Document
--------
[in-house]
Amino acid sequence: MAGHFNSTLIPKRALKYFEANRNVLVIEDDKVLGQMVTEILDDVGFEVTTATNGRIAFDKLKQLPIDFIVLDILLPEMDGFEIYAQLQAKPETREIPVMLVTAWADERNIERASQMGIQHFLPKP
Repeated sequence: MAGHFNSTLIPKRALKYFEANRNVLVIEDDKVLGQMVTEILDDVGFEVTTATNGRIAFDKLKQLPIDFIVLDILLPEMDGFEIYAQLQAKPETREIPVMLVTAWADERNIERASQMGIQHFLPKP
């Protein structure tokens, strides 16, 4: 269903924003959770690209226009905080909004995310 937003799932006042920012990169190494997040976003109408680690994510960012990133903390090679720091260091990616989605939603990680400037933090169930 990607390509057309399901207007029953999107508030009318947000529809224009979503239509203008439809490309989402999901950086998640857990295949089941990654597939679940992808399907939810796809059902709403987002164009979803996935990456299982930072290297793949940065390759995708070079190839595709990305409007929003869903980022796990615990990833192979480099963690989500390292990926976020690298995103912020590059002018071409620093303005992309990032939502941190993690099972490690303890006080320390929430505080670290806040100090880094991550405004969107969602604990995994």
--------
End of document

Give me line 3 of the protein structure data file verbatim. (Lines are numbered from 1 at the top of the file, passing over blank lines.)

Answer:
Repeated sequence: MAGHFNSTLIPKRALKYFEANRNVLVIEDDKVLGQMVTEILDDVGFEVTTATNGRIAFDKLKQLPIDFIVLDILLPEMDGFEIYAQLQAKPETREIPVMLVTAWADERNIERASQMGIQHFLPKP